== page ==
by | Catalog, Printing Techniques

Digital printing has often been criticized for its lack of quality and versatility when compared to offset and silkscreen printing. Spot colors, paper stocks, varnishes, and a variety of specialty production techniques that elevate the quality of a printed piece were once considered exclusive to offset and silkscreen printing. This generally meant that only high quantities—or even higher budgets—would allow for these visual effects. But over the past decade, Indigo Ink has breached the divide between elevated production and digital printing by experimenting and honing our in-house capabilities. One of the most important breakthroughs has been the usage and application of digitally printed white ink to achieve a variety of effects. We’ve tested, refined, and perfected a suite of white ink techniques that have opened up a new dimension in digital print creativity.

White ink is often thought of as a spot color or “fifth ink” in the four-color printing process. But with creative usage, it can open the door to a variety of effects beyond simply “white color.”

Dark Substrates

To begin with, it allows for darker paper stocks with superior tactile quality to be an integral part of a design. Serving as a “base coat,” full color imagery can be printed on top of a white layer, masking the underlying paper hue.

White on White

Secondly, it can create a varnish effect or watermark by printing with subtle contrast on white paper stocks—the difference in sheen between the stock and the white ink creates a delicate and nuanced visual effect.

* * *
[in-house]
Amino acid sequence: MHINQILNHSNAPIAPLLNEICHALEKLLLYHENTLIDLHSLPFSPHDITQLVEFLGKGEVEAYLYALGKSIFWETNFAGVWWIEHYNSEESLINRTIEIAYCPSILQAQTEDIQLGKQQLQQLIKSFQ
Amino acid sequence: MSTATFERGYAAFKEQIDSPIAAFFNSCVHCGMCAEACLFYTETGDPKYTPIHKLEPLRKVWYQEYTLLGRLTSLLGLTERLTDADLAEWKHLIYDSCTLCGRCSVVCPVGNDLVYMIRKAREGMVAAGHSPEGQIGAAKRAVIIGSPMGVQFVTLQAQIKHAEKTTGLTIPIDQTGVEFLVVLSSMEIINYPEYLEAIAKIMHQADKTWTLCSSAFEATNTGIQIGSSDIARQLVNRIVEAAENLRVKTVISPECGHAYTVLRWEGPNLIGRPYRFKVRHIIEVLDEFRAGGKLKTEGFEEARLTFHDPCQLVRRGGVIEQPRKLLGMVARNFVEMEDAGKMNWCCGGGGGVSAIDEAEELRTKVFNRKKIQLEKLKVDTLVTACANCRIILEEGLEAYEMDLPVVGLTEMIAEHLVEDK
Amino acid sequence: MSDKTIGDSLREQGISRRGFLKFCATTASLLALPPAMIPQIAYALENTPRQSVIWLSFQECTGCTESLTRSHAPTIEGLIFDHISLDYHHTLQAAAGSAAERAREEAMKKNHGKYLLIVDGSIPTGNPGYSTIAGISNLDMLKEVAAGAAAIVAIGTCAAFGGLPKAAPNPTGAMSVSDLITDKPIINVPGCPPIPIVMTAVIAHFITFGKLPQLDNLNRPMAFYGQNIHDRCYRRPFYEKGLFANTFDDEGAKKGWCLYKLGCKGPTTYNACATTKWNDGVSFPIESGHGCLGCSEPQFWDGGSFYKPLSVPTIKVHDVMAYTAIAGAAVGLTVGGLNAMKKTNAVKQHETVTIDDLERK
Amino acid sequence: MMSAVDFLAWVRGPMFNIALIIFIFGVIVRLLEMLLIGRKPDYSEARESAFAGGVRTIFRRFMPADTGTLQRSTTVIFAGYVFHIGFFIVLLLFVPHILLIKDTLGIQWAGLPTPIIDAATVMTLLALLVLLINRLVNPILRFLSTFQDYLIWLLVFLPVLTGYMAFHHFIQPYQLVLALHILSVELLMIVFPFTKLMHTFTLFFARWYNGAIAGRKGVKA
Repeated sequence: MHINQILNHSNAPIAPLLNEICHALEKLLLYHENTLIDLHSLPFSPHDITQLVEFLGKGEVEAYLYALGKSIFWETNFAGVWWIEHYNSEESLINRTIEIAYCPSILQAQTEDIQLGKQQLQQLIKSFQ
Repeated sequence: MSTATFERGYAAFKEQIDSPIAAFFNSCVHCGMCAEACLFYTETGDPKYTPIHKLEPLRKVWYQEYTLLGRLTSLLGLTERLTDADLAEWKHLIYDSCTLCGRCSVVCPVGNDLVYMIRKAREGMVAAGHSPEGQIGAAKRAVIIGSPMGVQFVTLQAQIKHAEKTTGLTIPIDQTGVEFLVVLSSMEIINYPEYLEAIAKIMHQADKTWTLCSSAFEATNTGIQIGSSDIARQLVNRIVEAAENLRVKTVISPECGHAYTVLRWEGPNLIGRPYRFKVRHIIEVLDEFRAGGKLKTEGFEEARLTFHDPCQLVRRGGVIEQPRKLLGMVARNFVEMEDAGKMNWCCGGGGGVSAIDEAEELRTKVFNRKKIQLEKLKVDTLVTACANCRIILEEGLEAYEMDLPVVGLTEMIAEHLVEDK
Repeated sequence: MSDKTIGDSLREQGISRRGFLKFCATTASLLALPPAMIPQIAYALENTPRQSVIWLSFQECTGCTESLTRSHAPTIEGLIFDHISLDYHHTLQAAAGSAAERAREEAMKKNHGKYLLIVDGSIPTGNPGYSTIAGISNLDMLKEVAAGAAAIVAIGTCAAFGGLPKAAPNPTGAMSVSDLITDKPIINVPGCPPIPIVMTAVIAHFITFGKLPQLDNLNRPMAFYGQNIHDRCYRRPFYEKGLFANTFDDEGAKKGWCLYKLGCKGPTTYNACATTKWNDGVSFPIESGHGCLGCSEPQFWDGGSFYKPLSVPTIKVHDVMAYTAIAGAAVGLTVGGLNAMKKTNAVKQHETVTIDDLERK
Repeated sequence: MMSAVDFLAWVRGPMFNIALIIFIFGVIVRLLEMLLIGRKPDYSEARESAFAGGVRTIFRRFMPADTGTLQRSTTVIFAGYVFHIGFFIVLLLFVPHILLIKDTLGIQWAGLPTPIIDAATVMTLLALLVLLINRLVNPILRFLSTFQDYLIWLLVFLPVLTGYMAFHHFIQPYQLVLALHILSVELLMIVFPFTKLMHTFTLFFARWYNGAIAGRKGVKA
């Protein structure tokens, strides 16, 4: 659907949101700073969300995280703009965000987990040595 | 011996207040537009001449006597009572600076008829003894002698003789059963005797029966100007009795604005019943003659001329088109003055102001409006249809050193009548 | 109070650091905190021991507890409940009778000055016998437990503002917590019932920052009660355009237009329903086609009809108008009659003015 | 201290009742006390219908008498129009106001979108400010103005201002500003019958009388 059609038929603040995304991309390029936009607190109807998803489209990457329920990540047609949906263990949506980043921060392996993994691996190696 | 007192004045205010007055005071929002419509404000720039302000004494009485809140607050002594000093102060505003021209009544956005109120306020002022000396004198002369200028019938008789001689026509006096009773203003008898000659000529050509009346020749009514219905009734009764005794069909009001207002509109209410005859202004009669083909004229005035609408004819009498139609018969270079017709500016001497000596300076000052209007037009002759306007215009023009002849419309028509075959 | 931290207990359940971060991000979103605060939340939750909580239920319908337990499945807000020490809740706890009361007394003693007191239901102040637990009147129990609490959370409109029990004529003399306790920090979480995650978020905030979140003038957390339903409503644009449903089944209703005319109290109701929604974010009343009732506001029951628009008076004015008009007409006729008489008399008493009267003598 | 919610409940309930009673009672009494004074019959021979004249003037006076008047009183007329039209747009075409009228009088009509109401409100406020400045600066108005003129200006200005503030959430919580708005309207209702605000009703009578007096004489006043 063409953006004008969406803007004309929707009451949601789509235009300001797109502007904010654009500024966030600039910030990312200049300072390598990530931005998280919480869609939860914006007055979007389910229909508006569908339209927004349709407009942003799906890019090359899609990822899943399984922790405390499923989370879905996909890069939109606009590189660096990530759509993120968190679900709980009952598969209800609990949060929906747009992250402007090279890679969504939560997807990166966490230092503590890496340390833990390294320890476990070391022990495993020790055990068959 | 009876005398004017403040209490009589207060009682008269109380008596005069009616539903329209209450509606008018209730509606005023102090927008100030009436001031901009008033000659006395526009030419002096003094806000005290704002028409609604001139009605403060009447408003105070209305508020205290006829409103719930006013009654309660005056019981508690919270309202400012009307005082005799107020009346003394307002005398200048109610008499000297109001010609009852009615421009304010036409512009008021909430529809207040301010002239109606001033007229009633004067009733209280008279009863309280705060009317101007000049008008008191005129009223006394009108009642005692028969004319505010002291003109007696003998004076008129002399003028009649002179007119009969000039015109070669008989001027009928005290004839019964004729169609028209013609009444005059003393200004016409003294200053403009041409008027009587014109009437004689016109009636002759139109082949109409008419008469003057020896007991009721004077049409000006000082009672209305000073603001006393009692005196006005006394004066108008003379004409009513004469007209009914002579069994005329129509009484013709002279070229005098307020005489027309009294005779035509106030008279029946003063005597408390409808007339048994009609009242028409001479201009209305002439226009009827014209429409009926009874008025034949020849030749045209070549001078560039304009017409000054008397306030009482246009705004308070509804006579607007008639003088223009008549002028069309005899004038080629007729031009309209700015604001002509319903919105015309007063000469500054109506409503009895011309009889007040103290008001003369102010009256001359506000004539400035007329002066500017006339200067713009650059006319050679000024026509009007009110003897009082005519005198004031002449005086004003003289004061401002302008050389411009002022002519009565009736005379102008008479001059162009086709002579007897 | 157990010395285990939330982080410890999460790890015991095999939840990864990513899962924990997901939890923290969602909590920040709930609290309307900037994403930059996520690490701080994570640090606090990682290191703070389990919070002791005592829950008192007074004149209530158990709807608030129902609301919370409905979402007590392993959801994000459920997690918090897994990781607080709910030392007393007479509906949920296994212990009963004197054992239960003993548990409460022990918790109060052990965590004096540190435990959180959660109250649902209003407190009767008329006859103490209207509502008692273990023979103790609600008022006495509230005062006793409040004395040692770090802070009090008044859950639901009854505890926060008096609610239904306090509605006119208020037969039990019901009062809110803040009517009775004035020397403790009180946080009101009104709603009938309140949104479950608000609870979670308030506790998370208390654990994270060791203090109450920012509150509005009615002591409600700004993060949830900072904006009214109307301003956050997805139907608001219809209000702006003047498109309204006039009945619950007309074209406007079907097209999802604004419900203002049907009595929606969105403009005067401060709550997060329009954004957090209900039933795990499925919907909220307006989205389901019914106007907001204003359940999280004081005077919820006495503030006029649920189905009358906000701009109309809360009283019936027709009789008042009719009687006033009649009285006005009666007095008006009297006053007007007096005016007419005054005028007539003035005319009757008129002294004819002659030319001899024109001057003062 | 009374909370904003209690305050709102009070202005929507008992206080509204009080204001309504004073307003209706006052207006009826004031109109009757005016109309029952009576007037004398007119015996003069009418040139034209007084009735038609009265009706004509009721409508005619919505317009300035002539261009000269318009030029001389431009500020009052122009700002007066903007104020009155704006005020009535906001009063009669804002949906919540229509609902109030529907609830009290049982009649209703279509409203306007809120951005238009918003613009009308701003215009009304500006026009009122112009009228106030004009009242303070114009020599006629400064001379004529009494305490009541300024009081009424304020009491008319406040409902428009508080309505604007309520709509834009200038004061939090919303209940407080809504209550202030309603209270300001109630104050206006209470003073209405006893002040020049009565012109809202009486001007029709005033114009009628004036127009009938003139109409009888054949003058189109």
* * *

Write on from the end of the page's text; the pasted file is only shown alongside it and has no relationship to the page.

Dimension Effect

Additionally, it can be used to create layered dimension by shifting opacities. Because white ink is printed on a sheet with multiple passes through the impression cylinder in the press, opacity can be controlled by the amount of times a sheet is hit with white ink—the fewer the passes, the more transparent the white value appears. (Tip: Additional Opacity effect can also be achieved by changing the opacity in the white ink layer in the file). Just like silkscreen printing, the opacity between layers and colors can create amazing depth. Unlike silkscreen printing, incredible control over tight registration and full photographic imagery can be achieved in a fraction of the time.

To date, we’ve produced amazing silkscreen-esque posters, luxuriously tactile brochures, and jaw-dropping collateral that have incorporated the many facets of white ink. We’re continually impressed by the ideas that designers bring to us, and we’re intrigued by new applications of white ink that may still be on the horizon. For step by step white ink file set up instructions go to or contact us directly. And as always, if you have an idea we haven’t mentioned, please reach out and we’ll do our best to figure out a solution to make it a printed reality.